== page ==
GObject has a much richer object model than what C++ provides out of the box. They could have used C++ and added the other semantics, but then you would end up with something similar to QObject in Qt and people would complain about that too.


> GObject has a much richer object model than what C++ provides out of the box. They could have used C++ and added the other semantics, but then you would end up with something similar to QObject in Qt and people would complain about that too.

But C compiler doesn't support GObject system. A C++ compiler obviously does support C++ types. GObject might be richer but writing GObject code is like coding in Javascript. The compiler isn't going to detect any of your type mistakes. this is not acceptable for someone who isn't familiar with GObject complexity. Qt is much much easier to work with, even for a bad C++ programmer.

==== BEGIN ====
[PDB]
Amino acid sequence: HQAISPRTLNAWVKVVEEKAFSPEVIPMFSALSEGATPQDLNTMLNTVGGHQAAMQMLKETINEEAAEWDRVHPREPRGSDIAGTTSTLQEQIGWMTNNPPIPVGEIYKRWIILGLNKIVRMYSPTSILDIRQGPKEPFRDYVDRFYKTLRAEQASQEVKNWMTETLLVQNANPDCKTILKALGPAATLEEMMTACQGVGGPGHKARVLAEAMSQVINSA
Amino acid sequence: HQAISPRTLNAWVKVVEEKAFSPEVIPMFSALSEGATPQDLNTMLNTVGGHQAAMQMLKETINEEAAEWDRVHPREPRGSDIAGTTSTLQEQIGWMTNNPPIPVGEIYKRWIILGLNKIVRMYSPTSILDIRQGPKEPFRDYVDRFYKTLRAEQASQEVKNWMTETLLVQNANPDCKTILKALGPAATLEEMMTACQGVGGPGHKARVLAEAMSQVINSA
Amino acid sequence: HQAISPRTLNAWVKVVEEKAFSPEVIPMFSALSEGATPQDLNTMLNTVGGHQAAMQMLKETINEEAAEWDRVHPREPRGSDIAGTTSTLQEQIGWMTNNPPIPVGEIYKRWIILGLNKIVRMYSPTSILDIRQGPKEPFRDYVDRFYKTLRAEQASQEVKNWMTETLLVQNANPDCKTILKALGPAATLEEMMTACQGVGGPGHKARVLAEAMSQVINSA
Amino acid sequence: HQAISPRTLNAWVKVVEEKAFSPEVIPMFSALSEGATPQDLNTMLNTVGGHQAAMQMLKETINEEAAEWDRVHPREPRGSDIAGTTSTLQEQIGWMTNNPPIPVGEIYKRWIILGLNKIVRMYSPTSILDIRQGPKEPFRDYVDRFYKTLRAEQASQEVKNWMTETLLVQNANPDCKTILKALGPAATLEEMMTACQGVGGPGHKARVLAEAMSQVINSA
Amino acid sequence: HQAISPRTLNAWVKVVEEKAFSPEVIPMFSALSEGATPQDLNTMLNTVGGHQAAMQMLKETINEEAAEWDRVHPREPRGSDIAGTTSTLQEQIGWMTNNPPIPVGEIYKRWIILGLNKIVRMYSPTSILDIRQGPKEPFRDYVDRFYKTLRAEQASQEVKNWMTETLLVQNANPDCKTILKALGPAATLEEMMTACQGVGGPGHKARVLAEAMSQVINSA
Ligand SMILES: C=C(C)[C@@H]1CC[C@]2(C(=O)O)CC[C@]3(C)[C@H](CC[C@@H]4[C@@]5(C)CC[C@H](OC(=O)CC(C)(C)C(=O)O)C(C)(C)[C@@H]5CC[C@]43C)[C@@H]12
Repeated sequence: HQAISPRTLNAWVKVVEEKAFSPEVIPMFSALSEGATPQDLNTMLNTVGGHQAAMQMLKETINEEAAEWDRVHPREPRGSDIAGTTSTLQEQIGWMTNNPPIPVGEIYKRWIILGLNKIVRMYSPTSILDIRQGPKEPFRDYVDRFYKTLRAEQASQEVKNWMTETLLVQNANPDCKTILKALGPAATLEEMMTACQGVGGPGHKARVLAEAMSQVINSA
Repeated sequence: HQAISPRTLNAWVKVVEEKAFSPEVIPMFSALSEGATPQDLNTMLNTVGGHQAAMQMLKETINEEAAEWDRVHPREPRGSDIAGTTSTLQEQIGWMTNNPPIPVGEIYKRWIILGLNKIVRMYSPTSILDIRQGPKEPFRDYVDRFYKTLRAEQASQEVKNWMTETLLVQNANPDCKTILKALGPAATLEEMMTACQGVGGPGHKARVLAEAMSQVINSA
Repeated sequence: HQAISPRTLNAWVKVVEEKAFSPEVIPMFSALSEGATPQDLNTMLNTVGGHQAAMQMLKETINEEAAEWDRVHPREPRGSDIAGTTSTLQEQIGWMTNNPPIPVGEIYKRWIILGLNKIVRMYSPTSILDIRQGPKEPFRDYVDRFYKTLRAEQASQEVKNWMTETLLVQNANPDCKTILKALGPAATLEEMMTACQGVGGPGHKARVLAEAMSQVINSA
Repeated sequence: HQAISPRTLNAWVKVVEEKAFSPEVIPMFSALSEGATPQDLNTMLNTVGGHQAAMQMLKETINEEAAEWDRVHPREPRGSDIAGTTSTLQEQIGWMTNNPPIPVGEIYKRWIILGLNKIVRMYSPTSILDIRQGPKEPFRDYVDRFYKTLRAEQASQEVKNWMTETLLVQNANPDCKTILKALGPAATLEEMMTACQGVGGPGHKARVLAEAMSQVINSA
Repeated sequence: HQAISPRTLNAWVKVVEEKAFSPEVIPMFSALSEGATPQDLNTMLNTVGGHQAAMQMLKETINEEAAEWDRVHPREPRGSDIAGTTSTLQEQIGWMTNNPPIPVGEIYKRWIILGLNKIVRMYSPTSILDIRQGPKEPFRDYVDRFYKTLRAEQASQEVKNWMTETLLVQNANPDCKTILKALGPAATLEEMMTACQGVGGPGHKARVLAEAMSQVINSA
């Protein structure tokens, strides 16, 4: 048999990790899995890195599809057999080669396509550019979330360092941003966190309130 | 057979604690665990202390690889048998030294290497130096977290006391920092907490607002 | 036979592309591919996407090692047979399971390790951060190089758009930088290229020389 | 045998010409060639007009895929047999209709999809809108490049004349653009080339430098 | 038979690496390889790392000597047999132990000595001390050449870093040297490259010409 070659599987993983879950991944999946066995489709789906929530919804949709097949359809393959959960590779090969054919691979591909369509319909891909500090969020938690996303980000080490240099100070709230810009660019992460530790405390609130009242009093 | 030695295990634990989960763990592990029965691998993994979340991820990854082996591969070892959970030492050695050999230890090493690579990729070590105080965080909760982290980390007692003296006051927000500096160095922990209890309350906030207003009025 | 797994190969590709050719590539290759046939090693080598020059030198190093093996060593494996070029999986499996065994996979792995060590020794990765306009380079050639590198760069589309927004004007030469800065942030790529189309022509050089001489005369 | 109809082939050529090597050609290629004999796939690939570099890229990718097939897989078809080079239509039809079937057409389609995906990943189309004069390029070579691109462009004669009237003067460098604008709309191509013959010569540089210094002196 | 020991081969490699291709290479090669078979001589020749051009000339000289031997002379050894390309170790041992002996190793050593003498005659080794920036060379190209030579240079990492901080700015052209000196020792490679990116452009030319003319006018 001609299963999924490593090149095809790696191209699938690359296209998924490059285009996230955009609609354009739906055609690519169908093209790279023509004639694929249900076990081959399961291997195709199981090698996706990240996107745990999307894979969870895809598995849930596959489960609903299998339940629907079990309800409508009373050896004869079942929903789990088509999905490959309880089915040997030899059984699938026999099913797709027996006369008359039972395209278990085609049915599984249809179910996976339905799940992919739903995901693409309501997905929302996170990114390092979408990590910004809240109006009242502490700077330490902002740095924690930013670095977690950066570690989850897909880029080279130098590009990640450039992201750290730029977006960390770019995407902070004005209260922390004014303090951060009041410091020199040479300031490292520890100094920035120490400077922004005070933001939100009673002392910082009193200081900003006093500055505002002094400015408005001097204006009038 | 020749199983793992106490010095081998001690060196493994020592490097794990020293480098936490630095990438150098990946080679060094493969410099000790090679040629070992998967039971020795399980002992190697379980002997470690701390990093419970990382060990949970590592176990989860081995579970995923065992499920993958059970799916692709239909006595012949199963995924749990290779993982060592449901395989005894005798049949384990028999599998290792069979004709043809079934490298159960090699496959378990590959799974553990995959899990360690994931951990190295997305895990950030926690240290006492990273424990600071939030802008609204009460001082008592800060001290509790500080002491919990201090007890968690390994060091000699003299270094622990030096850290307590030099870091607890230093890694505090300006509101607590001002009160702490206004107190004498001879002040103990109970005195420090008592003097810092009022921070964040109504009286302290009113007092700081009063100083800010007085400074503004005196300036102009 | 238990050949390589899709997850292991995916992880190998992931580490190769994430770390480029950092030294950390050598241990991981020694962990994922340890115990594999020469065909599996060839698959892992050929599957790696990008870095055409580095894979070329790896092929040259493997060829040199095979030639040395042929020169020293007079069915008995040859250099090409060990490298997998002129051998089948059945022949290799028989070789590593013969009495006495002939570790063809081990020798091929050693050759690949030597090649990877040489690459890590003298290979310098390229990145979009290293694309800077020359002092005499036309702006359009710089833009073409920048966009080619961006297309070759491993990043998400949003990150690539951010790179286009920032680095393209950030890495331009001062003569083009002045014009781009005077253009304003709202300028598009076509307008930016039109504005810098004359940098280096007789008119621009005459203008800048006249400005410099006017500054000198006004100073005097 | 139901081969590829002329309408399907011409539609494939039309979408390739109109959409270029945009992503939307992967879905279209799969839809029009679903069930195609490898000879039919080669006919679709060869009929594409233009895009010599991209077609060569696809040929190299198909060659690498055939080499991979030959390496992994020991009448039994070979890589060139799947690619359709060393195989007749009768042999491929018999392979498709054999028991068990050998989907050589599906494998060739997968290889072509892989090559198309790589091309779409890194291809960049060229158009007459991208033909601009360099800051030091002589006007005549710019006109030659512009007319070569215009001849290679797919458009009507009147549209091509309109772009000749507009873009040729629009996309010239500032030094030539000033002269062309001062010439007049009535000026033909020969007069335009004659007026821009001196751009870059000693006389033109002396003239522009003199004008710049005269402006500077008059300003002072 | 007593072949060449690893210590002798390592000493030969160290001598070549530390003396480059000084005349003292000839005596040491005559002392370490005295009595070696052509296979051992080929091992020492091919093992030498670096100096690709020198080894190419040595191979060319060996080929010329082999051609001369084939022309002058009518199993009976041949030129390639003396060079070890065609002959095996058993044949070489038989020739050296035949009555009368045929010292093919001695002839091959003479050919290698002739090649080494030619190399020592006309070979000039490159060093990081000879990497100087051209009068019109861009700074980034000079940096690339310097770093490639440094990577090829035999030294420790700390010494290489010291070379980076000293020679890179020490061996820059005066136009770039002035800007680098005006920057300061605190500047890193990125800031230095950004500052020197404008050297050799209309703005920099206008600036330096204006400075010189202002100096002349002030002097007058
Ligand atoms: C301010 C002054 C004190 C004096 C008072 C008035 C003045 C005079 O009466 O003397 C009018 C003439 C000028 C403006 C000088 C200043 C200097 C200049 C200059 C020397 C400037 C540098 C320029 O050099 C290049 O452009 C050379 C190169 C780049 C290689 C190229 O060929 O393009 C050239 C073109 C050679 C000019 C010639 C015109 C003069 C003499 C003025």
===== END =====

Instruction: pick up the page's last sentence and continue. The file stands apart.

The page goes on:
Shudder. I remember looking st this 15 years ago, and it's a cruel joke. I understand why writing in C made multilingual bindings easy, but the ergonomics of GObject are horrible. You're stuck doing all the crap that real OO type system does, setting up vtables and what not. Most insulting, they dismiss(ed) all complaints as mere "syntactic sugar".

Ironically, I liked GTk+ back when I was doing that kind of stuff.


Nowadays there's Vala which is a C# like language compiled to C+GObject.


I agree. Using GTK+ for a small personal project made me realize just how unwieldy GObject is. Vala was a nice alternative, in my opinion, but it seems that everyone is trying to kill it off nowadays.


> but it seems that everyone is trying to kill it off nowadays.